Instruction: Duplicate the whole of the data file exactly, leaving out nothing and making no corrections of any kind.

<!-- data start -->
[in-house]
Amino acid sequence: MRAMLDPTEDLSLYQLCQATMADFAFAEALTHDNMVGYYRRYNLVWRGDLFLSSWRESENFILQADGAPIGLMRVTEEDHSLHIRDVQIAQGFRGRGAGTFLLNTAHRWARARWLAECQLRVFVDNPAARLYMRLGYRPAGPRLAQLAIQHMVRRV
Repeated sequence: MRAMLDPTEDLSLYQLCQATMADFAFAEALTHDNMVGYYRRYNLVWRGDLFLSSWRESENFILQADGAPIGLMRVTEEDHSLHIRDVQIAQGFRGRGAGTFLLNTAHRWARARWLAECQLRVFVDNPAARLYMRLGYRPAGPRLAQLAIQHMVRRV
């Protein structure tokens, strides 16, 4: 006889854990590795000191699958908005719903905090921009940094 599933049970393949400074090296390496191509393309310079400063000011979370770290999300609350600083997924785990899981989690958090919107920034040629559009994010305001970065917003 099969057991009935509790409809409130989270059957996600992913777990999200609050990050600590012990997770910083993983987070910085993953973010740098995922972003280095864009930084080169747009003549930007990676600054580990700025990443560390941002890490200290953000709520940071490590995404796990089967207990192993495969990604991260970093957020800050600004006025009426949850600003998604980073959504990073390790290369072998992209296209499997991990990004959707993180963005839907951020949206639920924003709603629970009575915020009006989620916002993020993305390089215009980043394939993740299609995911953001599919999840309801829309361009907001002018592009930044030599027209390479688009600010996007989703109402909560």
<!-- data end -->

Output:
[in-house]
Amino acid sequence: MRAMLDPTEDLSLYQLCQATMADFAFAEALTHDNMVGYYRRYNLVWRGDLFLSSWRESENFILQADGAPIGLMRVTEEDHSLHIRDVQIAQGFRGRGAGTFLLNTAHRWARARWLAECQLRVFVDNPAARLYMRLGYRPAGPRLAQLAIQHMVRRV
Repeated sequence: MRAMLDPTEDLSLYQLCQATMADFAFAEALTHDNMVGYYRRYNLVWRGDLFLSSWRESENFILQADGAPIGLMRVTEEDHSLHIRDVQIAQGFRGRGAGTFLLNTAHRWARARWLAECQLRVFVDNPAARLYMRLGYRPAGPRLAQLAIQHMVRRV
């Protein structure tokens, strides 16, 4: 006889854990590795000191699958908005719903905090921009940094 599933049970393949400074090296390496191509393309310079400063000011979370770290999300609350600083997924785990899981989690958090919107920034040629559009994010305001970065917003 099969057991009935509790409809409130989270059957996600992913777990999200609050990050600590012990997770910083993983987070910085993953973010740098995922972003280095864009930084080169747009003549930007990676600054580990700025990443560390941002890490200290953000709520940071490590995404796990089967207990192993495969990604991260970093957020800050600004006025009426949850600003998604980073959504990073390790290369072998992209296209499997991990990004959707993180963005839907951020949206639920924003709603629970009575915020009006989620916002993020993305390089215009980043394939993740299609995911953001599919999840309801829309361009907001002018592009930044030599027209390479688009600010996007989703109402909560």